The SUBSOL project - bringing coastal SUBsurface water SOLutions to the market - concluded with a final seminar on coastal water supply and reuse on Wednesday August 29 and a site visit to the ASR reuse facility Dinteloord on Thursday August 30. The seminar brought together reuse experiences from the SUBSOL project, the European Union’s policies and reuse agenda, and experiences from end-users within and outside of Europe.
International guests dr. Walter Daesslé (UABC, Mexico) and Suzana Gico Montenegro (UFPE, Brazil) provided an overview of developments in subsurface storage and water reuse in Baja California, Mexico and Recife, Brazil. While the need and interest for water reuse for agriculture is high in Mexico, pilot applications are delayed due to strict regulations for subsurface infiltration of reuse water. Water quality of the infiltrated water needs to comply to drinking water standards, even before infiltration. In Recife, Brazil, rain water harvesting and infiltration pilots are on the agenda, to counteract seawater intrusion and aquifer salinization. Policy wise, thoughts arise to couple groundwater abstraction rights to obligation to infiltrate harvested rainwater.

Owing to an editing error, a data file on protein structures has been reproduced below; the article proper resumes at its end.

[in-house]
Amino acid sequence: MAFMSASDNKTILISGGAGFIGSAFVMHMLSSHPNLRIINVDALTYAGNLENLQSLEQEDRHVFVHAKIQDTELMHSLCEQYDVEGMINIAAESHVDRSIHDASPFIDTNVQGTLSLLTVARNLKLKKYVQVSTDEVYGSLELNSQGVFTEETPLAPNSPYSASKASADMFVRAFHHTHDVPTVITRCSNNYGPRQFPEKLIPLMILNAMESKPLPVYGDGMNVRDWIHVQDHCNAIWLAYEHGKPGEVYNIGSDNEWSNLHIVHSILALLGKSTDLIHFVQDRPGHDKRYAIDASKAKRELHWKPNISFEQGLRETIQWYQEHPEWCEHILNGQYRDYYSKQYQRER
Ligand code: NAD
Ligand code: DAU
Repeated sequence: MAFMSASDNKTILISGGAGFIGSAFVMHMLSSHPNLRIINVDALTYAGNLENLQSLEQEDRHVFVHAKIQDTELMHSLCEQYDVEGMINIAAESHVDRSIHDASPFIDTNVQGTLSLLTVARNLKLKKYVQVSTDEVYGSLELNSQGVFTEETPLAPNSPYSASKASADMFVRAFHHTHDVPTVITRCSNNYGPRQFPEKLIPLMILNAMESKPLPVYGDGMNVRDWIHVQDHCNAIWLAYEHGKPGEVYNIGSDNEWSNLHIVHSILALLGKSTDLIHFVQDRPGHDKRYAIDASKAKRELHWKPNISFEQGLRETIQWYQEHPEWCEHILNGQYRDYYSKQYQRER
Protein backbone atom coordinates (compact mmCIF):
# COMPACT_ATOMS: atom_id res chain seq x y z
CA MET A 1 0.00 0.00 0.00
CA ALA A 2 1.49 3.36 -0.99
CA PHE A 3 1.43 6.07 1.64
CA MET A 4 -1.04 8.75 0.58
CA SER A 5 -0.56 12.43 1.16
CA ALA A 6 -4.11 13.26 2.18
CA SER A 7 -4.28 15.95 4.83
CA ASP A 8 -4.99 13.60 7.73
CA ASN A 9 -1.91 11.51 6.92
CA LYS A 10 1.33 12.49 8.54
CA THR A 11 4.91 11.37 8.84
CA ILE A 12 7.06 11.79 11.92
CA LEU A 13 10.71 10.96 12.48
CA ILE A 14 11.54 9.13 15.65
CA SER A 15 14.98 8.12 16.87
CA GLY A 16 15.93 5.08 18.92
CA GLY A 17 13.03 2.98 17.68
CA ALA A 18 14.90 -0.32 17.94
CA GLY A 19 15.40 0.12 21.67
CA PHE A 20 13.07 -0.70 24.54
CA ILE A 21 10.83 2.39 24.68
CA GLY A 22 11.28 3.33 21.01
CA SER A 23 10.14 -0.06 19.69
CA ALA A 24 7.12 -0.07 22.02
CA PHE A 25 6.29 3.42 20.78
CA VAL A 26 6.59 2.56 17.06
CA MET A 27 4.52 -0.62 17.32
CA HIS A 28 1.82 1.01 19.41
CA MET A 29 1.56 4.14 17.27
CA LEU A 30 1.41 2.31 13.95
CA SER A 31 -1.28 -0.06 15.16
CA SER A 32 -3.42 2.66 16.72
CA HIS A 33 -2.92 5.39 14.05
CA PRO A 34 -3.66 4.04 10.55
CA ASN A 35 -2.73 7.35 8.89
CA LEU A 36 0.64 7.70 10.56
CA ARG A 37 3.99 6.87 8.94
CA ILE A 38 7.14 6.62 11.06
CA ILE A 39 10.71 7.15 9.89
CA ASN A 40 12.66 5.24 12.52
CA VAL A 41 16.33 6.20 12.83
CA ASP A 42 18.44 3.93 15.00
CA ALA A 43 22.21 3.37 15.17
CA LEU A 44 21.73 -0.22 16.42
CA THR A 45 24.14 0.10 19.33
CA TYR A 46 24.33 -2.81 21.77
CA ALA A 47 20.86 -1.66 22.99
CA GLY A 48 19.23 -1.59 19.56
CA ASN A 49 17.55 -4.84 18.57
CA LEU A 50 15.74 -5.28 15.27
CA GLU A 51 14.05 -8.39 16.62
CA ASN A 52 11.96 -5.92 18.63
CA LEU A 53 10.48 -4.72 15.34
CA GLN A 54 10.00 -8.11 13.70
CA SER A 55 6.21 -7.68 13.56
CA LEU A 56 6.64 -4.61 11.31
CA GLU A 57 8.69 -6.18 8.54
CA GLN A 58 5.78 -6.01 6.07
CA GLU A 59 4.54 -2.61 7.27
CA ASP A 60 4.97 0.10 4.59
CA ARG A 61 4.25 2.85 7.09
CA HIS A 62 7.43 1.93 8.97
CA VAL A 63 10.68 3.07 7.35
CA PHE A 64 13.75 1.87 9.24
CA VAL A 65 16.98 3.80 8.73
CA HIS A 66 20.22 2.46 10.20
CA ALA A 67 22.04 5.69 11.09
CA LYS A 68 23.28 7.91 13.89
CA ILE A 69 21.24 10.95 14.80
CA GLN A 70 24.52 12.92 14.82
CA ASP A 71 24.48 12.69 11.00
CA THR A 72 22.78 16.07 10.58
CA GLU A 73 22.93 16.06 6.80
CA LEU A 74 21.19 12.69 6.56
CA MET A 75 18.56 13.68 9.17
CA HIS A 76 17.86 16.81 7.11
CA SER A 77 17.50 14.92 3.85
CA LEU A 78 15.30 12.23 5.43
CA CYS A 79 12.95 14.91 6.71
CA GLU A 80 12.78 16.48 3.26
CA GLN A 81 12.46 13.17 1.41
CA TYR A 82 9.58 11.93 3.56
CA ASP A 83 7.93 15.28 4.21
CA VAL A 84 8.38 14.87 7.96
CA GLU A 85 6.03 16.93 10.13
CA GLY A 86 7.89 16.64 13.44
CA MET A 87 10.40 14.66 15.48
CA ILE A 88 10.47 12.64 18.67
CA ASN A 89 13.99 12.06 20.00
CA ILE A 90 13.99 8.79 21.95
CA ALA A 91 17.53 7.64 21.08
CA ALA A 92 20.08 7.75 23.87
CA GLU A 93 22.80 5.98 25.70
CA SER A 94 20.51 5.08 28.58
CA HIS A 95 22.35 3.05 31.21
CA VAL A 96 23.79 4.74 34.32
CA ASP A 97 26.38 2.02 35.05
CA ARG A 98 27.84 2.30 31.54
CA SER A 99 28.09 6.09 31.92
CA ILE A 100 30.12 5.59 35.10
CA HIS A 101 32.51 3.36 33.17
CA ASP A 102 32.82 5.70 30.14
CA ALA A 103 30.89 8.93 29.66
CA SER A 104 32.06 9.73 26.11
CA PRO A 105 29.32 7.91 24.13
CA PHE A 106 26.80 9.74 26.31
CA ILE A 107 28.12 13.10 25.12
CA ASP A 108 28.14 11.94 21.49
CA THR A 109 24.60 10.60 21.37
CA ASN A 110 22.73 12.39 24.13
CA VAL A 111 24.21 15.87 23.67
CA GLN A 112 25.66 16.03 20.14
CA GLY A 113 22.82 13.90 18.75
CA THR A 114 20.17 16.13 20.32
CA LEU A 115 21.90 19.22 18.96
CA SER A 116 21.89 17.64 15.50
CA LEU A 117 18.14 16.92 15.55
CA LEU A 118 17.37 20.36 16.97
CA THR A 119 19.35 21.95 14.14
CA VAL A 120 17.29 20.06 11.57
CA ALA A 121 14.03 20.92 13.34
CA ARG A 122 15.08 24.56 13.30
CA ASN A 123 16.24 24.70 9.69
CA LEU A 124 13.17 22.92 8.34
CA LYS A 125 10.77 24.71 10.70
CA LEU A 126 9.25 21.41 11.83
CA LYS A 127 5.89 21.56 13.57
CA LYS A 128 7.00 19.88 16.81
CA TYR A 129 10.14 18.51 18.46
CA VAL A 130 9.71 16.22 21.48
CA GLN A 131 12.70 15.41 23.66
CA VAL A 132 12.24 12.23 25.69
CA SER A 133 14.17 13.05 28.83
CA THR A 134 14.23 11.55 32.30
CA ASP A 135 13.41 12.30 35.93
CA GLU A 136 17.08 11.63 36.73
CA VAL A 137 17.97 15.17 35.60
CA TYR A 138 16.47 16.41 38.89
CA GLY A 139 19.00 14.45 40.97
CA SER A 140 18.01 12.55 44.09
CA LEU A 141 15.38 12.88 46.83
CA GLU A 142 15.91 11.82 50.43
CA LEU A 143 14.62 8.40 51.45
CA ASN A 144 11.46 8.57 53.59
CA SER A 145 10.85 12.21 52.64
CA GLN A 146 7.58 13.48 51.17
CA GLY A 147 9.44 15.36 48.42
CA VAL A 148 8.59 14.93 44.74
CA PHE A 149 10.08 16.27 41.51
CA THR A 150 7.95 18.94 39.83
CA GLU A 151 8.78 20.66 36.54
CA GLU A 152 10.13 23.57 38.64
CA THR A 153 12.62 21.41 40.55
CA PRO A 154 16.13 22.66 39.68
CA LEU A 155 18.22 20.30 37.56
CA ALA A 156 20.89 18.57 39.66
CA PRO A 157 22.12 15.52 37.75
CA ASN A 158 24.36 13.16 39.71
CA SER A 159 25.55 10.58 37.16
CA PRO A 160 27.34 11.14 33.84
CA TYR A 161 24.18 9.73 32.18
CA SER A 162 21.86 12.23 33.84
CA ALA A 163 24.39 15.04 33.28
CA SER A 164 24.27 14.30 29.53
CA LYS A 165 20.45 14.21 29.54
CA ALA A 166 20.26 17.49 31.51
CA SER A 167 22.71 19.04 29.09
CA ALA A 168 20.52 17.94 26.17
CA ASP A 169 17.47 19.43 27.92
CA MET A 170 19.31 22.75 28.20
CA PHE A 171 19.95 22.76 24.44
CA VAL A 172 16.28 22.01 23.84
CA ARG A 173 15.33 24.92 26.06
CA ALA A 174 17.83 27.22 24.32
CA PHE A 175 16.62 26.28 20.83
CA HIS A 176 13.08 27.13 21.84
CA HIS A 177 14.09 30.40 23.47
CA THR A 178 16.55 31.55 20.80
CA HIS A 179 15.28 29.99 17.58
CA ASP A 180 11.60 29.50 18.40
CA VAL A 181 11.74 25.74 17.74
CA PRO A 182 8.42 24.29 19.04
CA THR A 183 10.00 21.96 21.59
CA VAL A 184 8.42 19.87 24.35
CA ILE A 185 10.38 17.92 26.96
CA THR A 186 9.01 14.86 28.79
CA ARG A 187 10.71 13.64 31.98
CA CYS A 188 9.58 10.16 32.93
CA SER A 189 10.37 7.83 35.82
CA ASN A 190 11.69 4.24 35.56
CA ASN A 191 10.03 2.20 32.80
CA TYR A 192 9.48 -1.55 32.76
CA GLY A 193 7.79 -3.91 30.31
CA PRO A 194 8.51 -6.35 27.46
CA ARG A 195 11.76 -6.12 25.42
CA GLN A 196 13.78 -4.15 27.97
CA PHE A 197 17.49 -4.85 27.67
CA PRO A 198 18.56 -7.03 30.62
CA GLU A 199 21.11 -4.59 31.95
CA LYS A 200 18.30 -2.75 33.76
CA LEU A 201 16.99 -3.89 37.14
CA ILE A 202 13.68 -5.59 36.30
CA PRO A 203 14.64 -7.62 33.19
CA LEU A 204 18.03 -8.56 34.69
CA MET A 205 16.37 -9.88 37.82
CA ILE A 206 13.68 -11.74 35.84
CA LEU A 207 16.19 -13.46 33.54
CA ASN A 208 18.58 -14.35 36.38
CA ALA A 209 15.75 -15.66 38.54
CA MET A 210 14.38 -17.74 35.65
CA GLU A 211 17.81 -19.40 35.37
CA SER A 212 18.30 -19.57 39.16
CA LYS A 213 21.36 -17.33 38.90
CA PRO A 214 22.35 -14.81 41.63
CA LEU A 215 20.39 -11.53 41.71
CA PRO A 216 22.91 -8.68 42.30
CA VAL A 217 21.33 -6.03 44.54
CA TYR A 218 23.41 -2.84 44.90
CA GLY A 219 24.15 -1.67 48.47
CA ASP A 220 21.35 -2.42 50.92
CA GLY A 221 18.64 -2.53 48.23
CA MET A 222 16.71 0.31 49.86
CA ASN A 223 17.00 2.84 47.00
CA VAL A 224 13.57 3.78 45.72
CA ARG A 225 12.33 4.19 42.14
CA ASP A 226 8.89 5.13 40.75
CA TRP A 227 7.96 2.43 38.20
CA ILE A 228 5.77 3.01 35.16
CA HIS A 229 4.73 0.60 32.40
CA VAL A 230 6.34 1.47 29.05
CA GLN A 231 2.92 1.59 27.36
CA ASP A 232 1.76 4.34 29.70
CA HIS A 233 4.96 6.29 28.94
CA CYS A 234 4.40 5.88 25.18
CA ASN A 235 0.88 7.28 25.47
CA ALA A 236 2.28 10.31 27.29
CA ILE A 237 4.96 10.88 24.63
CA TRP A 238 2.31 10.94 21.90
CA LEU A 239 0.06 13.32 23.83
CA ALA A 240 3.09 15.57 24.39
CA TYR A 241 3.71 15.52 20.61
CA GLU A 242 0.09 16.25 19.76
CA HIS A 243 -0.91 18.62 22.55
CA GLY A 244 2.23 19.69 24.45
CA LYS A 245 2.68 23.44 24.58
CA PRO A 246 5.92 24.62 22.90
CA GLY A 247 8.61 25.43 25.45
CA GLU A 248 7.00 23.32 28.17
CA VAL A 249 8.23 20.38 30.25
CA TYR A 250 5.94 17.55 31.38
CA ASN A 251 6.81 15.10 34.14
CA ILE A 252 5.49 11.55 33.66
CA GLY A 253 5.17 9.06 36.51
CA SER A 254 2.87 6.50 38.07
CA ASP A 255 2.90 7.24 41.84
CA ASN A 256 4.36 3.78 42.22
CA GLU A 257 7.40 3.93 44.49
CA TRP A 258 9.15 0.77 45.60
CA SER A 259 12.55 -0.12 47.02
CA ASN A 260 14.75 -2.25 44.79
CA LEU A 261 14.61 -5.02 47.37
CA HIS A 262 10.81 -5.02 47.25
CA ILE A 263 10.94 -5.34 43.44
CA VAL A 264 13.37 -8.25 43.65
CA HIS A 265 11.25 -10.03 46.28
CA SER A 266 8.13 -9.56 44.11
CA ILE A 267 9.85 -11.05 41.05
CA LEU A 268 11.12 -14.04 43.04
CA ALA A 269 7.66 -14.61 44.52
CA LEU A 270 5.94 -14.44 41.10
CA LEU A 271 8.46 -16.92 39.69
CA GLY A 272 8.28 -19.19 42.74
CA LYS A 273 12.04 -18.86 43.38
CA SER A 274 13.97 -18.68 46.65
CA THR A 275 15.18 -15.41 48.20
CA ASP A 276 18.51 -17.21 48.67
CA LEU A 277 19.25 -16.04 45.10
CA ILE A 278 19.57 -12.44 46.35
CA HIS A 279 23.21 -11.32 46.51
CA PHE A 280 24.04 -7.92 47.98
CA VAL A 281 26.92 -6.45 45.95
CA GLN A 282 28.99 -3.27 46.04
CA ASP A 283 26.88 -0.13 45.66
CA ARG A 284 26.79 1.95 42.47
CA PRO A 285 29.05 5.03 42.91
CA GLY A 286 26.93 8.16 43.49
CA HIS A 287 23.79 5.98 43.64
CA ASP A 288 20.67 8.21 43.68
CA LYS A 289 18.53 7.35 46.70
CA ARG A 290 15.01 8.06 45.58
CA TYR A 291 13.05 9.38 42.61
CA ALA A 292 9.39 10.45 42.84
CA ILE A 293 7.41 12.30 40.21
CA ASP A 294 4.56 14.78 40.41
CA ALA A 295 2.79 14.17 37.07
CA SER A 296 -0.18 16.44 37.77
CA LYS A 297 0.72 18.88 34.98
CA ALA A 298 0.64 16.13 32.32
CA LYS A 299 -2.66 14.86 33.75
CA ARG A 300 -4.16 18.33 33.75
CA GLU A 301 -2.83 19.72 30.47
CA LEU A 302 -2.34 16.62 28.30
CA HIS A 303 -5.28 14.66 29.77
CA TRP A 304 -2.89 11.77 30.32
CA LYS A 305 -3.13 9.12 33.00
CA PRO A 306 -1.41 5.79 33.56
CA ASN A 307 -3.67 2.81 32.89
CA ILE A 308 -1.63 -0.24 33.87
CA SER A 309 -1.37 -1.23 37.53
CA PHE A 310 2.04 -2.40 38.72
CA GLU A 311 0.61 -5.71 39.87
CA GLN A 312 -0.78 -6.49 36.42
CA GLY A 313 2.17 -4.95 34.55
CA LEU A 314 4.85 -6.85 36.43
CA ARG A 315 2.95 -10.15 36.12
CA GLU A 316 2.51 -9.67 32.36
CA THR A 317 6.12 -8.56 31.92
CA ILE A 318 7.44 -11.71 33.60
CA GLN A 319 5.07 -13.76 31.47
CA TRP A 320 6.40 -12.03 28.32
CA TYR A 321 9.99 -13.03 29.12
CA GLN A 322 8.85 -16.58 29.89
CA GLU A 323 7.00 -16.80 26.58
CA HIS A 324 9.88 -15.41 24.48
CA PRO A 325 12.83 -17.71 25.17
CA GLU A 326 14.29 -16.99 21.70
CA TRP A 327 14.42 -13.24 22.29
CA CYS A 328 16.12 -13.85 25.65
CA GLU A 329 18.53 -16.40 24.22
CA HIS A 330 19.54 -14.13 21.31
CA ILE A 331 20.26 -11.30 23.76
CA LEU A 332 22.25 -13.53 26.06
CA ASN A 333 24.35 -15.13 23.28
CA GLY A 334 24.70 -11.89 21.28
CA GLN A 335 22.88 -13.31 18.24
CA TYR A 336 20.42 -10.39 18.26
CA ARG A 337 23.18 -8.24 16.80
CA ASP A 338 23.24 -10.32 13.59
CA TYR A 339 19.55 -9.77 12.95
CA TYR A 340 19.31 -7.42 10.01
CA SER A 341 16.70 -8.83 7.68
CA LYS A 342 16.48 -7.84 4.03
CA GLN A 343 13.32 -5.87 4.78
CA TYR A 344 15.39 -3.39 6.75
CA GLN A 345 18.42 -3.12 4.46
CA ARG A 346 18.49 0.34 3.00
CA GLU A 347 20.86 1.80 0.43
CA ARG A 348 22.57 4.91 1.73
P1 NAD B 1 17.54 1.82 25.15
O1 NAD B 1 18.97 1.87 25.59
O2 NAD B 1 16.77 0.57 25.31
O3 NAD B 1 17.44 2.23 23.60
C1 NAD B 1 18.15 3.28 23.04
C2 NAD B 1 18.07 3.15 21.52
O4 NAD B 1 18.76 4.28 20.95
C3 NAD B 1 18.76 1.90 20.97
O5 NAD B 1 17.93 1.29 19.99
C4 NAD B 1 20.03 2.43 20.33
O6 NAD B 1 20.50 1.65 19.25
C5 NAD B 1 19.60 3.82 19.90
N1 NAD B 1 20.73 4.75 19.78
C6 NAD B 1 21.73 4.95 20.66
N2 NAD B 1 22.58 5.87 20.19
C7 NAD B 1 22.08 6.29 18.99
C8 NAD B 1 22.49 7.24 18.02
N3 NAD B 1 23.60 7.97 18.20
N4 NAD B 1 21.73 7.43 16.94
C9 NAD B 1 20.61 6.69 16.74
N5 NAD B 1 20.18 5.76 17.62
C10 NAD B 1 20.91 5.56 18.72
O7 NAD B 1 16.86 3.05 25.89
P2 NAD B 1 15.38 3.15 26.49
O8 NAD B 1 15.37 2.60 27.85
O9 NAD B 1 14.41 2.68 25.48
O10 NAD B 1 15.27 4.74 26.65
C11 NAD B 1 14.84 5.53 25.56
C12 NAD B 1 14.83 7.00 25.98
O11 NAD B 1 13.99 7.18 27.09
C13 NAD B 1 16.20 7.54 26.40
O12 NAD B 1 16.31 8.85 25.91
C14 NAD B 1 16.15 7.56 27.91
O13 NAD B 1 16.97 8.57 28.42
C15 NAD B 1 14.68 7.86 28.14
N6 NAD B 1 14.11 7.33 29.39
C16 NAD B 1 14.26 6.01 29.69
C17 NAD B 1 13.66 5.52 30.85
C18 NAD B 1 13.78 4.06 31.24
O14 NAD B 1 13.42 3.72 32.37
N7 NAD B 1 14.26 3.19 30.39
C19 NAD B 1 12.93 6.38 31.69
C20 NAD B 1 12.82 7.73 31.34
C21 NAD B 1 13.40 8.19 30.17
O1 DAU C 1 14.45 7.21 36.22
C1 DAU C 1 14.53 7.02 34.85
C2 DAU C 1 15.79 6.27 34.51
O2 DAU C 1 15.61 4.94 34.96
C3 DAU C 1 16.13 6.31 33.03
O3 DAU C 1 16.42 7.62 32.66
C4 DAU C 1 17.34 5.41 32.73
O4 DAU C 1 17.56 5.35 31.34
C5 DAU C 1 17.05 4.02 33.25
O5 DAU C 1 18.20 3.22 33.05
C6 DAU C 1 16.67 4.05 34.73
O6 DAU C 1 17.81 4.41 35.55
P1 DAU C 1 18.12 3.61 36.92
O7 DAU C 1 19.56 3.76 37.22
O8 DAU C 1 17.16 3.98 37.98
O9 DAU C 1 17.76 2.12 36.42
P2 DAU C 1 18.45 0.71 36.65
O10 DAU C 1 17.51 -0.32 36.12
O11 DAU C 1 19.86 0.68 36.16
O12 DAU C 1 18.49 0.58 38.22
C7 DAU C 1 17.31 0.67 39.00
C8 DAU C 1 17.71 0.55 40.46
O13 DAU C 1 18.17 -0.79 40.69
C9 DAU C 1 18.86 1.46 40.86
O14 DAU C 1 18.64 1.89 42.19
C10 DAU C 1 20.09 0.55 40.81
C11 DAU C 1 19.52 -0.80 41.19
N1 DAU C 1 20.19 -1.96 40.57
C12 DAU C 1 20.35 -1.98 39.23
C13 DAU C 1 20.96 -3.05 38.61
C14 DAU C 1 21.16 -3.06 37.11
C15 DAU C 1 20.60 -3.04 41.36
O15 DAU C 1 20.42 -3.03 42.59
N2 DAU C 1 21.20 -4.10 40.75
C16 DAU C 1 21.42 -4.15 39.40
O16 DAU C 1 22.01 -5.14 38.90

Dr. Koen Zuurbier (KWR, the Netherlands) and dr. Alexander Vandenbohede (De Watergroep, Belgium) presented reuse applications for agriculture and drinking water, respectively. Wastewater from the food industry is reused as irrigation water by local greenhouse farmers in Dinteloord, after balancing water supply (autumn – winter) and demand (spring – summer) with aquifer storage and recovery (ASR). The Dinteloord ASR reuse facility has helped the local farmers through the exceptional warm and dry summer of 2018. Despite having a mild, relatively wet climate, water shortages in Belgium are high. One of the reasons, is that natural recharge of aquifers (i.e. rainwater infiltration) is limited because of the local geology (thick clay layers overlaying deeper aquifers). Drinking water company De Watergroep is therefore looking for alternative water resources, including reuse water. Managed aquifer recharge (MAR) is viewed as a crucial step in the treatment process to produce high-quality drinking water.
The seminar concluded with a round-table discussion on water reuse practice and policies, moderated by Paul Jeffrey (Cranfield University, UK; Water Reuse Europe). Subsurface storage may help catalyze water reuse, yet current legislation often impedes promising applications, both in Europe and internationally. Policy making is an elaborate process and it is therefore that legislation may lag behind technical innovations. It is thus crucial to actively involve policy makers and other stakeholders in water reuse R&D, such that questions and issues related to policy and regulations are addresses from the very beginning, including field piloting.